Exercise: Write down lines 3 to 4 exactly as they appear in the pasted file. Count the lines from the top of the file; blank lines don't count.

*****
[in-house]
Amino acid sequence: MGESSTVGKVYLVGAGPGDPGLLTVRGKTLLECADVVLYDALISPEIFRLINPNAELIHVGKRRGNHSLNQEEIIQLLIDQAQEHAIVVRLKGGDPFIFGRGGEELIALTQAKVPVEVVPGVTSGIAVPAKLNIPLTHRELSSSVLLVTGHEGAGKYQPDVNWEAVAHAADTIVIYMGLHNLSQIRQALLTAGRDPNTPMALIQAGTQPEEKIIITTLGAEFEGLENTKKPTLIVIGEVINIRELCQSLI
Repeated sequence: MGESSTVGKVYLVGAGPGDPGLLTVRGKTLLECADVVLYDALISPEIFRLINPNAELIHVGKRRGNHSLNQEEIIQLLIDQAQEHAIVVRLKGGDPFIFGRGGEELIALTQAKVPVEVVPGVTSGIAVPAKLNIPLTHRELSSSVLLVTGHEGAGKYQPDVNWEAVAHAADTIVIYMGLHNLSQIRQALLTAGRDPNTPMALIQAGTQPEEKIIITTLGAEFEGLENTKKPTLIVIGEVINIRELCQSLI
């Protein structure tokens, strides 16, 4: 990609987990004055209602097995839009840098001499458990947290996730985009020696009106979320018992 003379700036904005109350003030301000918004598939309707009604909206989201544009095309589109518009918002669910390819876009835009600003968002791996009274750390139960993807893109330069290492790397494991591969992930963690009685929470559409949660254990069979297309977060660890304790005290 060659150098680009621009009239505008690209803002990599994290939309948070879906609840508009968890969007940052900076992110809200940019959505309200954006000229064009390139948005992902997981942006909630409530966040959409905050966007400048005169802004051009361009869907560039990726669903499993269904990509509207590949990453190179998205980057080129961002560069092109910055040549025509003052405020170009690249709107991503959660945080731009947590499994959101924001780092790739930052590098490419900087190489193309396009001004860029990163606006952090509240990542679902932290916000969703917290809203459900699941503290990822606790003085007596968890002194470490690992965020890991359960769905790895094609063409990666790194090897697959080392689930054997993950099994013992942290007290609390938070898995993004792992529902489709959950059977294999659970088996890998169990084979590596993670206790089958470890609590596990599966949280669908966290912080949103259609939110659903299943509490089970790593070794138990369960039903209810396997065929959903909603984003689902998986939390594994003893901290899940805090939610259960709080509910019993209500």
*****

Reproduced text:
Repeated sequence: MGESSTVGKVYLVGAGPGDPGLLTVRGKTLLECADVVLYDALISPEIFRLINPNAELIHVGKRRGNHSLNQEEIIQLLIDQAQEHAIVVRLKGGDPFIFGRGGEELIALTQAKVPVEVVPGVTSGIAVPAKLNIPLTHRELSSSVLLVTGHEGAGKYQPDVNWEAVAHAADTIVIYMGLHNLSQIRQALLTAGRDPNTPMALIQAGTQPEEKIIITTLGAEFEGLENTKKPTLIVIGEVINIRELCQSLI
């Protein structure tokens, strides 16, 4: 990609987990004055209602097995839009840098001499458990947290996730985009020696009106979320018992 003379700036904005109350003030301000918004598939309707009604909206989201544009095309589109518009918002669910390819876009835009600003968002791996009274750390139960993807893109330069290492790397494991591969992930963690009685929470559409949660254990069979297309977060660890304790005290 060659150098680009621009009239505008690209803002990599994290939309948070879906609840508009968890969007940052900076992110809200940019959505309200954006000229064009390139948005992902997981942006909630409530966040959409905050966007400048005169802004051009361009869907560039990726669903499993269904990509509207590949990453190179998205980057080129961002560069092109910055040549025509003052405020170009690249709107991503959660945080731009947590499994959101924001780092790739930052590098490419900087190489193309396009001004860029990163606006952090509240990542679902932290916000969703917290809203459900699941503290990822606790003085007596968890002194470490690992965020890991359960769905790895094609063409990666790194090897697959080392689930054997993950099994013992942290007290609390938070898995993004792992529902489709959950059977294999659970088996890998169990084979590596993670206790089958470890609590596990599966949280669908966290912080949103259609939110659903299943509490089970790593070794138990369960039903209810396997065929959903909603984003689902998986939390594994003893901290899940805090939610259960709080509910019993209500």